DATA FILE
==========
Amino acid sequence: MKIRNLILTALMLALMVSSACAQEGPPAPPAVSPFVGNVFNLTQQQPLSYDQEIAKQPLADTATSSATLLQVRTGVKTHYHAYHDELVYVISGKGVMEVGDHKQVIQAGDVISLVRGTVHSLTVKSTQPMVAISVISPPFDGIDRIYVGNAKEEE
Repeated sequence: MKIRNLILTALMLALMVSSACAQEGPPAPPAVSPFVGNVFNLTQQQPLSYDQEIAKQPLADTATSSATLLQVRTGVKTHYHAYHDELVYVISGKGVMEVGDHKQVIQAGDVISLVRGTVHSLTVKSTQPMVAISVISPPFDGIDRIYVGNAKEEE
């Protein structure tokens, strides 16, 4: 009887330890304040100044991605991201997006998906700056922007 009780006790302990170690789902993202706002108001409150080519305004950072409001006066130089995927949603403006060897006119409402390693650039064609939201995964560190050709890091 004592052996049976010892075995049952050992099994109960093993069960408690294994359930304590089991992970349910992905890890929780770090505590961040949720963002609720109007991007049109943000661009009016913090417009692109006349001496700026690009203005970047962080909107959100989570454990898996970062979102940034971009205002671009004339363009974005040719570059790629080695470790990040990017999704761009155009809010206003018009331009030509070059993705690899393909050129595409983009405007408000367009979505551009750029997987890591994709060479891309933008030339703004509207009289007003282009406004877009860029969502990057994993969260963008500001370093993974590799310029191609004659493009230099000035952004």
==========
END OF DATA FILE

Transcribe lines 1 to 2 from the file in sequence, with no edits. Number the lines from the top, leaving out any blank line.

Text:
Amino acid sequence: MKIRNLILTALMLALMVSSACAQEGPPAPPAVSPFVGNVFNLTQQQPLSYDQEIAKQPLADTATSSATLLQVRTGVKTHYHAYHDELVYVISGKGVMEVGDHKQVIQAGDVISLVRGTVHSLTVKSTQPMVAISVISPPFDGIDRIYVGNAKEEE
Repeated sequence: MKIRNLILTALMLALMVSSACAQEGPPAPPAVSPFVGNVFNLTQQQPLSYDQEIAKQPLADTATSSATLLQVRTGVKTHYHAYHDELVYVISGKGVMEVGDHKQVIQAGDVISLVRGTVHSLTVKSTQPMVAISVISPPFDGIDRIYVGNAKEEE